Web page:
Saturday, April 27, 2024

πŸ“– 🏴󠁧󠁒󠁳󠁣󠁴󠁿 Orkney Trip 22/26 April 24

Dazza and I are just back from our trip to the Orkney Isles and although our visit was not primarily for the birding, we did spend some time visiting various RSPB sites around the mainland. Our accommodation for the duration was in Stromness in a delightful little eco-cottage overlooking the harbour. The weather for the best part remained dry with long periods of sunshine but the biting northerly wind was a constant companion keeping temperatures in single figures.

View from cottage window overlooking Stromness Harbour.

There are two main towns in Orkney: Kirkwall and Stromness. While they have unique features, they share a common trait of having a majority of locally owned businesses. We were surprised to see that Kirkwall's town centre is flourishing with independent shops and boutiques that offer an array of products, ranging from Orkney cheese to traditional knitwear. On the other hand, Stromness is a picturesque town with a rich history of pirates, whalers, and explorers and both are worth a visit.

A couple of the double-figure Scaup at Brodgar.

During our stay, we did visit several birding areas including the Ring of Brodgar which is situated between Lochs of Harray and Stenness, the latter of which is saline. Here several Goldeneye along with a large group of Tufted Duck, plus at least eleven Greater Scaup and a single Slavonian Grebe

A Fulmar at Marwick Head making light work of the stiff northerly wind.

Marwick Head is a beautiful location with tall 90-metre cliffs and the biggest seabird colony on mainland Orkney. It's also the site of the Kitchener Memorial. We took the coastal trail heading north which was a bit challenging due to the cold and biting northerly winds. However, it remained dry throughout our walk and the sun even made a few appearances. "It was definitely worth the effort, as it offered breathtaking panoramic views of Orkney."

The Kitchener Memorial is a 48 ft tower war memorial erected after the sinking of the British battleship HMS Hampshire which was hit by a mine in June 1916 with the loss of 737 souls!

Many Guillemots, Razorbills, and Fulmars, along with several Ravens nesting along the cliffs and many Kittiwakes flying over the sea below. Sadly no Puffins were seen today!

Great Skua (Bonxie) seen on route to the Birsay Moors Hide

Orkney is a wonderful place to spot Hen Harriers. One of the best locations we came across to view them is Birsay Moors. There is a hide that provides an overlooking view of Lowrie's Water and the surrounding moorland. As we drove to the hide from the roadside, we saw a couple of Great Skuas (Bonxie) flying overhead. From the hide, we could see at least four Hen Harriers flying across the moorland including a magnificent male. We also spotted a couple of Short-eared Owls from the layby along Hillside Road (B9057).

20/30 Purple Sandpipers at Newark Bay.

Newark Bay forms a lovely crescent of near-white sand on the more sheltered southeast coast of the main island and is a great place to find waders. Dazza and I spent an hour walking the area and ended up with a good selection. Purple Sandpipers are common here along with Ringed Plover, Turnstone and Redshank, we also came across a couple of Sanderling. Offshore there were several Black Guillemots (Tysties), which can be found all around the coast of Orkney and four Long-tailed Duck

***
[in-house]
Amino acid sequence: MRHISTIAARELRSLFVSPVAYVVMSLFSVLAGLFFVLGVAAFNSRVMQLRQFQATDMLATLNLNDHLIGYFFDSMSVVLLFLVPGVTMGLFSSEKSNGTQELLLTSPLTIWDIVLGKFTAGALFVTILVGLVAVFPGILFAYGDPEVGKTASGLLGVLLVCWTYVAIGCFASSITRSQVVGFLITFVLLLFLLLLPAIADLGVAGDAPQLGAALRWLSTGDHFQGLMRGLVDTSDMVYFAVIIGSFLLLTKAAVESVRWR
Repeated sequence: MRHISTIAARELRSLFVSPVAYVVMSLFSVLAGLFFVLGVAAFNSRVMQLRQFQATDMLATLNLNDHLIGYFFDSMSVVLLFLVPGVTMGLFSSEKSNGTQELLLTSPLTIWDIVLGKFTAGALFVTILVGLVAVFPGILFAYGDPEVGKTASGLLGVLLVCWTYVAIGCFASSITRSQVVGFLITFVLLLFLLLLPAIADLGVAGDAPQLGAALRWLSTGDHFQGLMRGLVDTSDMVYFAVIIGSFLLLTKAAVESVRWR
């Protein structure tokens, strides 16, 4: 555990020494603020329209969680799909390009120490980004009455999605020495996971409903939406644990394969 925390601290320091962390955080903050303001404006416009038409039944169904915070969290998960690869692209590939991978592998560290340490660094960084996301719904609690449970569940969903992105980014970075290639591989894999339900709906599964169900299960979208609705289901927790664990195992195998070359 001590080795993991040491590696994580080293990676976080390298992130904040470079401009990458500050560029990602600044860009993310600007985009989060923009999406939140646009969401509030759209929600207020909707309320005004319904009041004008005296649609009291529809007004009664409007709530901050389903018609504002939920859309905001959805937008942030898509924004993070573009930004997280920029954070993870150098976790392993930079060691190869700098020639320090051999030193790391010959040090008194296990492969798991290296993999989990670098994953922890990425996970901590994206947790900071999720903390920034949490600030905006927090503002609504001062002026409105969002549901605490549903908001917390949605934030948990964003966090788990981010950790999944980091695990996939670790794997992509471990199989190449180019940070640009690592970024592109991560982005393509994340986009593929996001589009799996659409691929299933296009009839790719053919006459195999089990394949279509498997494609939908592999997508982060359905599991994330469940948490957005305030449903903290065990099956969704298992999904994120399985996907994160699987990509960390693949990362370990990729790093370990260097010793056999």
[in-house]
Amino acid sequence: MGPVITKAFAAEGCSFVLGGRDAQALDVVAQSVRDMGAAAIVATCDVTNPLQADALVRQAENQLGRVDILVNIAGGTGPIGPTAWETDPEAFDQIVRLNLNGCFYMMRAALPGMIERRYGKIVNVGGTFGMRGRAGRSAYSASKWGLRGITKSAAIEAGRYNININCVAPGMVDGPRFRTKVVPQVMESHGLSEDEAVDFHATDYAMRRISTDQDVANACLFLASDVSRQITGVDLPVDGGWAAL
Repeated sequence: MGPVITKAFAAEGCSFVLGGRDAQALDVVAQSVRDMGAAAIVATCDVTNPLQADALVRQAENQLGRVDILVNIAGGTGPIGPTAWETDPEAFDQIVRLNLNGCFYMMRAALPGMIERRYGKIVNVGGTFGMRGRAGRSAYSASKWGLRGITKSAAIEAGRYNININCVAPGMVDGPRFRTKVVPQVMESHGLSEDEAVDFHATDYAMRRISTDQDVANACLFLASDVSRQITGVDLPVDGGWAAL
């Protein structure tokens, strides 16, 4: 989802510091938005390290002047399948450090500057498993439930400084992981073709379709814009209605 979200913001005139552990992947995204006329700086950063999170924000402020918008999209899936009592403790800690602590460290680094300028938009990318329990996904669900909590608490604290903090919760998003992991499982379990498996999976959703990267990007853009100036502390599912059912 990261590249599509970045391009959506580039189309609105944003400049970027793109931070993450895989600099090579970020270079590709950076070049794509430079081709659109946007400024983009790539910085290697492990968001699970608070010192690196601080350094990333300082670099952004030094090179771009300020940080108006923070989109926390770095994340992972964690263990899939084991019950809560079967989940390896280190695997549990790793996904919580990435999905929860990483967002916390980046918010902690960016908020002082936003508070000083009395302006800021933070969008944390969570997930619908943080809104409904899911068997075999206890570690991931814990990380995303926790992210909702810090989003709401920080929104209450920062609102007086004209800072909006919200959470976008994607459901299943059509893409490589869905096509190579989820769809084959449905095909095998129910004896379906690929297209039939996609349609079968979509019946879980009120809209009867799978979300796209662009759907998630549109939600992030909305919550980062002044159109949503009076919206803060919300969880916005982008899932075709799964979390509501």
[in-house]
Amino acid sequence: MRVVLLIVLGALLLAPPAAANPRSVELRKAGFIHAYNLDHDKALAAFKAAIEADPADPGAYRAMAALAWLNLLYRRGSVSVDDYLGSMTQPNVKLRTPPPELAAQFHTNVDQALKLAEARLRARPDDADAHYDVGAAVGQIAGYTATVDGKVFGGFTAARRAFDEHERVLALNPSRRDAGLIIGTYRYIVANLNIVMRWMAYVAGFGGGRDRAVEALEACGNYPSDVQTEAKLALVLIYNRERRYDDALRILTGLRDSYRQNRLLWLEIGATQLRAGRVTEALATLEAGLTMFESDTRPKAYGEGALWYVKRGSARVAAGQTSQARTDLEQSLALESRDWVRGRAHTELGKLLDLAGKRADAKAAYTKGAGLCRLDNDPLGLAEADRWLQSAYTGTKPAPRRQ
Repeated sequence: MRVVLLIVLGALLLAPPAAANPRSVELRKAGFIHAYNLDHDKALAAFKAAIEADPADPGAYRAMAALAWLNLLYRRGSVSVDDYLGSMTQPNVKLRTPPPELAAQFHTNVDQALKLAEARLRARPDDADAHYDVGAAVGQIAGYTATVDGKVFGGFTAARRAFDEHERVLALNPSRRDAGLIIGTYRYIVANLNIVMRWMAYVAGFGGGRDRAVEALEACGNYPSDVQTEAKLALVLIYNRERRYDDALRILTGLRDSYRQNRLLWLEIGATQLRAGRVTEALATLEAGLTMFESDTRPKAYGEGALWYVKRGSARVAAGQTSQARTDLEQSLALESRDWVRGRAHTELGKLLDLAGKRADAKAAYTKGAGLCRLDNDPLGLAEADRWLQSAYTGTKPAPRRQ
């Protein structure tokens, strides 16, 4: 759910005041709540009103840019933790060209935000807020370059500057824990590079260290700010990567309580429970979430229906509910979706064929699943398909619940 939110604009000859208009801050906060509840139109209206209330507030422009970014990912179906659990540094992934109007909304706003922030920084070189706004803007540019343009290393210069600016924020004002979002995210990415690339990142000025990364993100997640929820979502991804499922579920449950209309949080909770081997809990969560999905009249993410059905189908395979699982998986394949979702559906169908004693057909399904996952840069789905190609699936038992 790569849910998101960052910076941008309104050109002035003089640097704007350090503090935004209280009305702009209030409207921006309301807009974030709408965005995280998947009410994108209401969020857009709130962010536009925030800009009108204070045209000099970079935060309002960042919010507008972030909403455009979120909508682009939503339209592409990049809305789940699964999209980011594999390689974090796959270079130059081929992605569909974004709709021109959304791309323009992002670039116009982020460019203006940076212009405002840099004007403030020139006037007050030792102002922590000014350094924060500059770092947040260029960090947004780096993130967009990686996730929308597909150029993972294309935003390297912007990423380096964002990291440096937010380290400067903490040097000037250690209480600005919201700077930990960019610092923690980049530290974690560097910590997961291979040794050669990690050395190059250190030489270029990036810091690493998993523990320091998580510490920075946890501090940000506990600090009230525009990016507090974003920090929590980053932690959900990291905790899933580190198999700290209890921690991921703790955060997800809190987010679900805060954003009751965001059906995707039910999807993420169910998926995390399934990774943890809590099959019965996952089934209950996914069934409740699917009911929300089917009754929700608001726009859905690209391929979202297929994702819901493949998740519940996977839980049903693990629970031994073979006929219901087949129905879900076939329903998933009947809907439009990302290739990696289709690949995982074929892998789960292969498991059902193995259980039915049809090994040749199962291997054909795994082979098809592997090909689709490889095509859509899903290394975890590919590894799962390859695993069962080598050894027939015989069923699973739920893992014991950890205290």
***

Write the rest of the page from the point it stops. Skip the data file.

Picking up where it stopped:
A single Black-tailed Godwit from the Loons Hide

A regular morning stop during our stay and just a short drive from our accommodation was the Loons Hide in Birsay which overlooks the Loons and Loch of Banks reserve - the largest remaining wetland in Orkney. There are large areas of open water surrounded by a mosaic of marshy grassland, swamp fen, mire and reedbeds, all dotted with smaller pools. From the hide, nesting Shoveler plus a few Little Grebe and Gadwall and the whole area has many nesting Lapwings and Curlew. Both Sparrowhawk and Hen Harrier were seen during one visit. 

Orkney has a large population of Hares.

During our 4-day stay on mainland Orkney, Short-eared Owls were a regular sight and Hen Harriers can be found around any of the many moorland areas. You can come across Great Skuas almost anywhere and we noted several as we drove around sightseeing. It also has a large population of Hares and Ravens for me are another feature, there are many! There are a few Carrion Crows that can be seen in Orkney, and the majority of crows you'll come across are Hooded Crows. While walking, we noticed many traps that had been set up to capture Stoats, which are not native to Orkney. These animals were first reported in 2010 and are now well-established. Since they have no natural predators in Orkney, they pose a significant threat to the local ecosystem. Stoats On Orkney. We also managed a few passerines during our stay and these included Wheatear and Willow Warbler

Standing Stones of Stenness

Orkney's most famous archaeological treasures – Skara Brae, the Ring of Brodgar, the Standing Stones of Stenness, and the Maeshowe chambered tomb – form the keystones of the UNESCO Heart of Neolithic Orkney World Heritage Site and are worth a visit. 

Some More Images of the Visit... 

Greater Scaup

Golden Plover ~ A section of around 500 seen while walking.

Ringed Plovers nest on Orkney

Male Hen Harrier ~ The best I could manage when this one caught me by surprise!

Sanderling at Newark Bay

Purple Sandpiper at Newark Bay